- Amtliches Gemeindeverzeichnis der Schweiz published by the Swiss Federal Statistical Office (in German) accessed 23 September 2009
- Flags of the World.com Archived 5 June 2011 at the Wayback Machine accessed 6 January 2010
- "Ständige und nichtständige Wohnbevölkerung nach institutionellen Gliederungen, Geburtsort und Staatsangehörigkeit". bfs.admin.ch (in German). Swiss Federal Statistical Office - STAT-TAB. 31 December 2019. Retrieved 6 October 2020.
- Der Kanton St. Gallen und seine Menschen in Zahlen - Ausgabe 2009 (in German) accessed 30 December 2009
- Canton St. Gallen Statistics-Hauptergebnisse der Volkszählung 2000: Regionen- und Gemeindevergleich-Personen Archived 9 September 2010 at the Wayback Machine (in German) accessed 30 December 2009
- Setyautama, Sam (2008). Tokoh-tokoh etnis Tionghoa di Indonesia (in Indonesian). Kepustakaan Populer Gramedia. ISBN 9789799101259. Retrieved 17 March 2019. CS1 maint: discouraged parameter (link)
- Swiss inventory of cultural property of national and regional significance Archived 1 May 2009 at the Wayback Machine 21.11.2008 version, (in German) accessed 6 January 2010
- St Gallen Canton statistics-Unemployment (in German) accessed 30 December 2009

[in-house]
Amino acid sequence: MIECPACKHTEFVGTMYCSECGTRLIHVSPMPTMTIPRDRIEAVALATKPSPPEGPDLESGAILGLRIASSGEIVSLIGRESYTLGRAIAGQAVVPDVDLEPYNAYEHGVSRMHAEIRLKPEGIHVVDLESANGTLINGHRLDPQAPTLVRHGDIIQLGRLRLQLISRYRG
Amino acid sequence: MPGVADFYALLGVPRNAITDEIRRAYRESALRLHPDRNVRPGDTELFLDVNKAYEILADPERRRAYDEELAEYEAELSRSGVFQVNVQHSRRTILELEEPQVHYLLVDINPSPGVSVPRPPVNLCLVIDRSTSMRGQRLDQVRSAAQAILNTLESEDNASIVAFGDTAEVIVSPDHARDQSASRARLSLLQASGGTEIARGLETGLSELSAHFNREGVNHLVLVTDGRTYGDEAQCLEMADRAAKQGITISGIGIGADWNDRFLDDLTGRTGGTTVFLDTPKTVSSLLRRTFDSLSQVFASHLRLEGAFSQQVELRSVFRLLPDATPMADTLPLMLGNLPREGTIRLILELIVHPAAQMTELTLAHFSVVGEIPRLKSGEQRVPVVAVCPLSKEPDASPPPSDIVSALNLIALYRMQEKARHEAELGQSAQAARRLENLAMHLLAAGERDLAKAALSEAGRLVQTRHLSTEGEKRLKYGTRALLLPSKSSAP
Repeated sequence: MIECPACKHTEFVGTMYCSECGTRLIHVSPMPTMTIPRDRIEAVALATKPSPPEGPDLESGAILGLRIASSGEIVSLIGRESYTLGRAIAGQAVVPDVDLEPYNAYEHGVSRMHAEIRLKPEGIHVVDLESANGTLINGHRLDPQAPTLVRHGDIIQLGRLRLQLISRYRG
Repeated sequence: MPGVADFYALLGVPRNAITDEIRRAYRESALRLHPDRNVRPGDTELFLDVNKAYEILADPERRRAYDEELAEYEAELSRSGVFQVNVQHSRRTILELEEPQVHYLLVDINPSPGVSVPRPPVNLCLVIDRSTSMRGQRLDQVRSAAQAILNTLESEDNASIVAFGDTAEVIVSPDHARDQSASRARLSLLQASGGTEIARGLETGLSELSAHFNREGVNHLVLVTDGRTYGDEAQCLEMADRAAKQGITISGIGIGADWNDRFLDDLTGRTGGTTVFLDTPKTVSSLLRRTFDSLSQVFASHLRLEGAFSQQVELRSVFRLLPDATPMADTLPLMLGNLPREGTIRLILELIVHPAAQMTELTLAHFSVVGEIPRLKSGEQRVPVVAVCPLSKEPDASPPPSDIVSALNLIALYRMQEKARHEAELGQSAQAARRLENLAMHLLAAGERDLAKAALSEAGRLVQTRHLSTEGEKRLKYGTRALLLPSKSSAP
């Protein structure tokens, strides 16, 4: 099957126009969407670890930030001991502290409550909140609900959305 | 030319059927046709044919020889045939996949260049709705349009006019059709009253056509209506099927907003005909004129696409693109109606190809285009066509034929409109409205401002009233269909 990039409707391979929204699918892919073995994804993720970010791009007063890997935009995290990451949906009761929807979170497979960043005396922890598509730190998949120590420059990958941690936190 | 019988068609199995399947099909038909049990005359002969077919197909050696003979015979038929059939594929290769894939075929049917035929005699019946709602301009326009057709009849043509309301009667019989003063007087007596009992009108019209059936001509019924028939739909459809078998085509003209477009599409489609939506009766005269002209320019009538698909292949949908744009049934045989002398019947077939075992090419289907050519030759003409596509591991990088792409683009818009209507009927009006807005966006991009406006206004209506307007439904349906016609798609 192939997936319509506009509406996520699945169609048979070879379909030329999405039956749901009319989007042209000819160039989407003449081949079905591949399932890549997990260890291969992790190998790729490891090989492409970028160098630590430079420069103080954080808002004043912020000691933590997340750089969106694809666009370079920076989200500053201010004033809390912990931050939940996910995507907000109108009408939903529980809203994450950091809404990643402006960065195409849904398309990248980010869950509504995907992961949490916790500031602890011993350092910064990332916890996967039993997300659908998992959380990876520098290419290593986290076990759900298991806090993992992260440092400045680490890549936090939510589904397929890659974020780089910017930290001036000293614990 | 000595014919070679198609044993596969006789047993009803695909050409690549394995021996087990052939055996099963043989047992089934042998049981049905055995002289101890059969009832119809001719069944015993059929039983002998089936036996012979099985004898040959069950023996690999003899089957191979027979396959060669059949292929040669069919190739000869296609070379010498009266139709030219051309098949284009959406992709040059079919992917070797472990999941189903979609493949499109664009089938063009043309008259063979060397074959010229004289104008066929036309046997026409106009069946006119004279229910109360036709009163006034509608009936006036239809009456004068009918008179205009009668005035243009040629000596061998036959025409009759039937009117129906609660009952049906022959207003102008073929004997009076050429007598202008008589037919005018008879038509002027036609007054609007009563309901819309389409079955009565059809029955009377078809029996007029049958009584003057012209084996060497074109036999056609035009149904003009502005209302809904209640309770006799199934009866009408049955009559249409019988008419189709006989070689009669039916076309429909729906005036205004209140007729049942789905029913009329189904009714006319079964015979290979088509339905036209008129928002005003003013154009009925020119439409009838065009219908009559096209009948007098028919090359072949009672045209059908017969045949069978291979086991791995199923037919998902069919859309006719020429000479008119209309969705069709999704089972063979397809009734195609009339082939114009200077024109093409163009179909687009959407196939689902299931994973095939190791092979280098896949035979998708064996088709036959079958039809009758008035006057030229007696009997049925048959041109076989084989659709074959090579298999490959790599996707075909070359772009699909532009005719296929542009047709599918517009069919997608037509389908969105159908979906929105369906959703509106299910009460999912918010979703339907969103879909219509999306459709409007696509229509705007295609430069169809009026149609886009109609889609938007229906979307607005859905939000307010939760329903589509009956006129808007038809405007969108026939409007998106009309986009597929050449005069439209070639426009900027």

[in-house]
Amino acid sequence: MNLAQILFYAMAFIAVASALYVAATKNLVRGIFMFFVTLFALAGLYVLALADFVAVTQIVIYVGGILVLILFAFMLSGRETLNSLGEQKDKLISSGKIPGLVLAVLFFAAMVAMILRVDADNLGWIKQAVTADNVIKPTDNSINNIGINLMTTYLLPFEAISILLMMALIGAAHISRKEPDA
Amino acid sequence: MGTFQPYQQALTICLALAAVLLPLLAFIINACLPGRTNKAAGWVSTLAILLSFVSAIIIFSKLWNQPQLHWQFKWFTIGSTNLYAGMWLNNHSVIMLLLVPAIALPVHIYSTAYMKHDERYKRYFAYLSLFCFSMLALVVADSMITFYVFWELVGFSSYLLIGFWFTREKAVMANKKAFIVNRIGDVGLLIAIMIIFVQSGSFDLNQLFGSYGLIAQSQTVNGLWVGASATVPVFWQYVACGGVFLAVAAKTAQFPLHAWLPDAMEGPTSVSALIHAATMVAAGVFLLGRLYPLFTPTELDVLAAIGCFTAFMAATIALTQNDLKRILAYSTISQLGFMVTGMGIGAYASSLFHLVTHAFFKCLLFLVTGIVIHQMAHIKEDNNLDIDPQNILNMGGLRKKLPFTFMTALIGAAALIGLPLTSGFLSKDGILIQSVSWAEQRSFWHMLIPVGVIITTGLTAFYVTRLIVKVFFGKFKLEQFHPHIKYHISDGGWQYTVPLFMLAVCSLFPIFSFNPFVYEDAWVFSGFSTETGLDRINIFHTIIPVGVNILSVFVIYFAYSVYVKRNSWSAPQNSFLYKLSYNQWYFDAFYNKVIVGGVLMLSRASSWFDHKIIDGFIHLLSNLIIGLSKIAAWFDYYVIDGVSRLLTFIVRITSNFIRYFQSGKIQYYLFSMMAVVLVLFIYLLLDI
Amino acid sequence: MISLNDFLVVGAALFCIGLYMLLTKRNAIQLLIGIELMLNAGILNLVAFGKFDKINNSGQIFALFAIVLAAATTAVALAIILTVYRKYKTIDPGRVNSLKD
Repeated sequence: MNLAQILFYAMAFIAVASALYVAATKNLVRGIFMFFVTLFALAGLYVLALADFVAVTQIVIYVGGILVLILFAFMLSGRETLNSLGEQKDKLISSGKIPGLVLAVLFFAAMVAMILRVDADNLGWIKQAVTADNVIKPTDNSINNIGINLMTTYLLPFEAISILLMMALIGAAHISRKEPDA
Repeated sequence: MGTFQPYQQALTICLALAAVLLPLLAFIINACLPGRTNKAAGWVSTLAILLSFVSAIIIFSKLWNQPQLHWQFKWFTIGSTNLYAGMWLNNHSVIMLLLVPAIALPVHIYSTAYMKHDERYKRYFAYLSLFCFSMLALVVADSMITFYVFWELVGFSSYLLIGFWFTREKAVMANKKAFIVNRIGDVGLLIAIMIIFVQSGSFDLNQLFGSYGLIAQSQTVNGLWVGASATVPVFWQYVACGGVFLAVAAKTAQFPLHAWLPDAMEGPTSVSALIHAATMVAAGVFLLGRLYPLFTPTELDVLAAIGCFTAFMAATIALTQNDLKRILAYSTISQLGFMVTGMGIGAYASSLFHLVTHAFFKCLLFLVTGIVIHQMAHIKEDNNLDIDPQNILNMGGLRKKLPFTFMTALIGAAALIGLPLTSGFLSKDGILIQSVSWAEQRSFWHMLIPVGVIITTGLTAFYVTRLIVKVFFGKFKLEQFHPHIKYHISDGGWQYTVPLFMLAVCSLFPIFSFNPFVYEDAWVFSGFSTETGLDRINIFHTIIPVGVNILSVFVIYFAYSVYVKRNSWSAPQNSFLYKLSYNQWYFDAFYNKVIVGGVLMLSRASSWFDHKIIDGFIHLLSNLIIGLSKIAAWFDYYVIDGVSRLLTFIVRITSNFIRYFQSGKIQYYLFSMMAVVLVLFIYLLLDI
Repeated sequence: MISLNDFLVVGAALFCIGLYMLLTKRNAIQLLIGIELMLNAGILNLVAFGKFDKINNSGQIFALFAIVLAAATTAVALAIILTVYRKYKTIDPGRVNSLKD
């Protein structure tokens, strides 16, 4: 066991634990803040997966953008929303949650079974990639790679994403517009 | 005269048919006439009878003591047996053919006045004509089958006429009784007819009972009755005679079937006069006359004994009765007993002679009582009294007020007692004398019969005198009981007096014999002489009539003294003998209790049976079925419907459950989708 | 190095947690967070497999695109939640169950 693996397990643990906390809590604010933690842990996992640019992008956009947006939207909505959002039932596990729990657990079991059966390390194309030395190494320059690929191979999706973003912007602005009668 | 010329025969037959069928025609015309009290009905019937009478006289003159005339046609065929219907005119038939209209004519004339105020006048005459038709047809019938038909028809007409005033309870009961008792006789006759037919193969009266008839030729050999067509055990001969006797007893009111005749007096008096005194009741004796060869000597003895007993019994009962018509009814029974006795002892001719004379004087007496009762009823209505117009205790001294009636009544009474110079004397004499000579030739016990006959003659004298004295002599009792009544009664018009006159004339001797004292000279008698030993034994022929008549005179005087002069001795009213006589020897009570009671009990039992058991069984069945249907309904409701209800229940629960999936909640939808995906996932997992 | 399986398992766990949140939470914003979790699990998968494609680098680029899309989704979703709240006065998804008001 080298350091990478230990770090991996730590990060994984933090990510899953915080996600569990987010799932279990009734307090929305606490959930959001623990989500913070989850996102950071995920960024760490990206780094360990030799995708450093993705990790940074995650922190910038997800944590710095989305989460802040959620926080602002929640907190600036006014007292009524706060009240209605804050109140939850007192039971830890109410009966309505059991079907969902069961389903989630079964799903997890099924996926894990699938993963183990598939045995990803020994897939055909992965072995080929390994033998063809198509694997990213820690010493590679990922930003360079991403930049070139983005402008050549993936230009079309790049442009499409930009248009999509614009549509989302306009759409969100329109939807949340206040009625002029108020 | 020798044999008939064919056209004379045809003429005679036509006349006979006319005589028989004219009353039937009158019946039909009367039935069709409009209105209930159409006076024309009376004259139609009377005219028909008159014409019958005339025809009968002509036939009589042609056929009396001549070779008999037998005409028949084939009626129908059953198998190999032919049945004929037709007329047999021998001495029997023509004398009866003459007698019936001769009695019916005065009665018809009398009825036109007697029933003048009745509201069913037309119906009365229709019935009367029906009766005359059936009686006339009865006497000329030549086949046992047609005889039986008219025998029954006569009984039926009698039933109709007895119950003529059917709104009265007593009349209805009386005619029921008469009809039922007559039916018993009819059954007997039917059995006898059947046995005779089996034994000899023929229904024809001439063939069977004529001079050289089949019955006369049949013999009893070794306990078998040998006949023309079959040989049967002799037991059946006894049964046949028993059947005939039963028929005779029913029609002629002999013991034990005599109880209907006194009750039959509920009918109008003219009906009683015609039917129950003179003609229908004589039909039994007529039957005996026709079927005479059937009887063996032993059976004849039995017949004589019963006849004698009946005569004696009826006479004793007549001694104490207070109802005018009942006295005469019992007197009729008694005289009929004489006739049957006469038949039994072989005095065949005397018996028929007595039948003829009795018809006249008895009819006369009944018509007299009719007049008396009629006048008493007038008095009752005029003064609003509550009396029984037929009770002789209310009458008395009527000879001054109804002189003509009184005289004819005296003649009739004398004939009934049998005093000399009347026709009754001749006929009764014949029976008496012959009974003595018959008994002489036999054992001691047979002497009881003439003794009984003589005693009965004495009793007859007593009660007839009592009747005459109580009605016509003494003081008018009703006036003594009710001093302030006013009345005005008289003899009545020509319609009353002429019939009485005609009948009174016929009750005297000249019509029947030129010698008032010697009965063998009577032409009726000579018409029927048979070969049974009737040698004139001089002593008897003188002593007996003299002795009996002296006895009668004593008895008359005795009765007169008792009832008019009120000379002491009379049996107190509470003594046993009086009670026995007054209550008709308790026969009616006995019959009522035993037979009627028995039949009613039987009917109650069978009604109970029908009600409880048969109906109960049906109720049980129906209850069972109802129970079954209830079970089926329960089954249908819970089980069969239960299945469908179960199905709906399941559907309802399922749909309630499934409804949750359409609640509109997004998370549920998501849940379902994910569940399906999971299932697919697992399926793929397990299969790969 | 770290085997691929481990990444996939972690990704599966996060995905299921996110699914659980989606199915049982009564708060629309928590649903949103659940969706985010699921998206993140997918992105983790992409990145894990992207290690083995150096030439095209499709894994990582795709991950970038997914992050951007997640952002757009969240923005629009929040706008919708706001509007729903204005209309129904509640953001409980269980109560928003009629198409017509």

- St Gallen Canton statistics-Businesses Archived 7 July 2011 at the Wayback Machine (in German) accessed 31 December 2009
- St Gallen Canton statistics-Commuters Archived 22 July 2009 at the Wayback Machine (in German) accessed 31 December 2009
- "About us - INFICON". www.inficon.com. Retrieved 11 December 2017.
- "Bad Ragaz Aerodrome - home". www.lsze.ch. Retrieved 14 April 2020.
- "Temperature and Precipitation Average Values-Table, 1961-1990" (in German, French, and Italian). Federal Office of Meteorology and Climatology - MeteoSwiss. Archived from the original on 27 June 2009. Retrieved 8 May 2009. CS1 maint: discouraged parameter (link), the weather station elevation is 496 meters above sea level.
- "Climate Norm Value Tables". Climate diagrams and normals from Swiss measuring stations. Federal Office of Meteorology and Climatology (MeteoSwiss). Archived from the original on 14 May 2013. Retrieved 23 January 2013. CS1 maint: discouraged parameter (link) The weather station elevation is 496 meters above sea level.
- Media related to Bad Ragaz at Wikimedia Commons